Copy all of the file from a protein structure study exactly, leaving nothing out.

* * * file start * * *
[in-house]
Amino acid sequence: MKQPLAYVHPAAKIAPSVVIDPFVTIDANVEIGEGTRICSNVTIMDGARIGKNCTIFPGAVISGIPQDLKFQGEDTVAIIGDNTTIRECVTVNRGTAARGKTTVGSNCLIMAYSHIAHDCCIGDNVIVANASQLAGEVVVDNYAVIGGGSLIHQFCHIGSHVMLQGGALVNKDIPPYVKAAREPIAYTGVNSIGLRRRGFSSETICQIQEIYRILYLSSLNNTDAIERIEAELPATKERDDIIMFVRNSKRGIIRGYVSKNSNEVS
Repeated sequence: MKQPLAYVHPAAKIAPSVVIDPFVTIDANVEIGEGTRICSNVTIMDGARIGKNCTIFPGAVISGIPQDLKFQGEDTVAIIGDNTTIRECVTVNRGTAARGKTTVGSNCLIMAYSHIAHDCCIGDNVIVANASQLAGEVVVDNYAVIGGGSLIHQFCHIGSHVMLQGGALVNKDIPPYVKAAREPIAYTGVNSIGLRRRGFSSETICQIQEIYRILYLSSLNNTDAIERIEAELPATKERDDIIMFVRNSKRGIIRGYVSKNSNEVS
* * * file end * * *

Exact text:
[in-house]
Amino acid sequence: MKQPLAYVHPAAKIAPSVVIDPFVTIDANVEIGEGTRICSNVTIMDGARIGKNCTIFPGAVISGIPQDLKFQGEDTVAIIGDNTTIRECVTVNRGTAARGKTTVGSNCLIMAYSHIAHDCCIGDNVIVANASQLAGEVVVDNYAVIGGGSLIHQFCHIGSHVMLQGGALVNKDIPPYVKAAREPIAYTGVNSIGLRRRGFSSETICQIQEIYRILYLSSLNNTDAIERIEAELPATKERDDIIMFVRNSKRGIIRGYVSKNSNEVS
Repeated sequence: MKQPLAYVHPAAKIAPSVVIDPFVTIDANVEIGEGTRICSNVTIMDGARIGKNCTIFPGAVISGIPQDLKFQGEDTVAIIGDNTTIRECVTVNRGTAARGKTTVGSNCLIMAYSHIAHDCCIGDNVIVANASQLAGEVVVDNYAVIGGGSLIHQFCHIGSHVMLQGGALVNKDIPPYVKAAREPIAYTGVNSIGLRRRGFSSETICQIQEIYRILYLSSLNNTDAIERIEAELPATKERDDIIMFVRNSKRGIIRGYVSKNSNEVS